Quatrevaux has high hopes for the NOPD because of the implementation of body cameras.
"I think it has the potential to reform the police department," Quatrevaux said. "This applies equally to police officers and citizens: when the camera is on you, you behave differently. You know, you watch what you're doing."
Now, he said, there's a study to prove it.
In a public letter to Mayor Mitch Landrieu, Quatrevaux pointed to Rialto, California where 2.5 times fewer use-of-force incidents were experienced during the first year patrol officers wore cameras.
"What they found was that it reduced the amount of uses of force by police officers," said New Orleans First Deputy Mayor and CAO Andy Kopplin. "It also found that police officers were often exonerated in complaints and basically that body cameras are a really smart modern police practice, and New Orleans is leading the way. It's something that we invested in heavily as part of the consent decree."
Quatrevaux said body cameras made a big difference in citizen complaints in Rialto, with 28 complaints one year and just three the year later when many patrol officers wore cameras.
"To eliminate this dilemma of citizen complaints, this he said, she said business, we need to get out of that business," said Quatrevaux. "This is the way to do it."
Quatrevaux said handling complaints is a significant cost to the police department.
According to the Office of the Independent Police Monitor, NOPD had 951 total complaints in 2013 and 1176 in 2012.
"If we can reduce our complaints 90% that would be a remarkable achievement - a real advance in improving community police relations," said Quatrevaux.
However, the cameras will only work if they're turned on.
In August, a New Orleans Police Officer raised questions after, her attorney said, she turned off her camera because her shift was about to end.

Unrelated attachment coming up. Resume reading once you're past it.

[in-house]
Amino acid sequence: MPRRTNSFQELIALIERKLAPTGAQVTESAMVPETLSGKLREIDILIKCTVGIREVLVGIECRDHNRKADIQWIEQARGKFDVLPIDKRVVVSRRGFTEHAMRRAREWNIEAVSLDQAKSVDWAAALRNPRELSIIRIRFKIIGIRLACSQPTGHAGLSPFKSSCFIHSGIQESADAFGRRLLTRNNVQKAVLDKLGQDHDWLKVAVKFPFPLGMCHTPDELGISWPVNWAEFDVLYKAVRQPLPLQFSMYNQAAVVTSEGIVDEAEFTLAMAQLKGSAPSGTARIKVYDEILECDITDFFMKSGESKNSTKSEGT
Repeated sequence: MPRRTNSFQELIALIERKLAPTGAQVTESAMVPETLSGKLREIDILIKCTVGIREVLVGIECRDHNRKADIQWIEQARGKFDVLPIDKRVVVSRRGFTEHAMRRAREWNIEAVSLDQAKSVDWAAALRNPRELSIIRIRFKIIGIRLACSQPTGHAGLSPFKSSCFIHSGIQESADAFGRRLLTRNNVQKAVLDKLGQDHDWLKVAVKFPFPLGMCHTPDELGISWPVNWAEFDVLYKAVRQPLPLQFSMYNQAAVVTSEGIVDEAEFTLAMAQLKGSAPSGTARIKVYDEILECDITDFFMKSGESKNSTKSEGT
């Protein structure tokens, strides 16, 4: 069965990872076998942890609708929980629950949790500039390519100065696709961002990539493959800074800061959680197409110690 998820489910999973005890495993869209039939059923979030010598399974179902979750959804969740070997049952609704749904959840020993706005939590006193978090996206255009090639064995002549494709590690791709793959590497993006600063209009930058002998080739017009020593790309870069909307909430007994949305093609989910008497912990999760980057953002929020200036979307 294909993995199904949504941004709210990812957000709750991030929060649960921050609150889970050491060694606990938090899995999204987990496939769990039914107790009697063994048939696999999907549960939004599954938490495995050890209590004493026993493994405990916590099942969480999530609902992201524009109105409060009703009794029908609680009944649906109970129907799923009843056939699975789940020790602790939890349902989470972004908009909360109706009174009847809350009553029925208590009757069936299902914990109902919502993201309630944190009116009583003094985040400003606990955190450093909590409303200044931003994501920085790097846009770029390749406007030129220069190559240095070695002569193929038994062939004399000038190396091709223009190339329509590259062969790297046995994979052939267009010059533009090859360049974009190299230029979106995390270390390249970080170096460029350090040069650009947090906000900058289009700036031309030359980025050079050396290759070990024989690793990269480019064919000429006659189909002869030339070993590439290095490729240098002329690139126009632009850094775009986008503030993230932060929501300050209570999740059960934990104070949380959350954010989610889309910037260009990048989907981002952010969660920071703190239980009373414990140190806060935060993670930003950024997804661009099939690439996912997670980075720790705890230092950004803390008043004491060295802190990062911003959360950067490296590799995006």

Then, Officer Lisa Lewis allegedly got in a fight and shot a 26 year old man in the forehead during a traffic stop.
A New Orleans Consent Decree Monitor report from August found that the video was not available for at least 86 out of 145 other instances with use-of-force in the first half of the year.
Quatrevaux said he has a plan.
"I'm going to work with the NOPD. Once they get their roll out complete and they've got all their procedures, I want to work out with them a program of unannounced inspections to make sure the cameras are in use without waiting for an incident to find that there's no camera on," said Quatrevaux.
City officials say patrol officers are being trained to use the cameras, and they will work with the Inspector General.
"He's got broad latitude and an important job to do to make sure that he helps the government be effective and efficient and use money wisely, and so we're always going to cooperate and work with him to make sure we're doing things as well as we possibly can," said Kopplin.
NOPD said they currently have more than 400 body cameras being used by patrol officers. The City Council recently approved funding to purchase 100 more body cameras for field supervisors.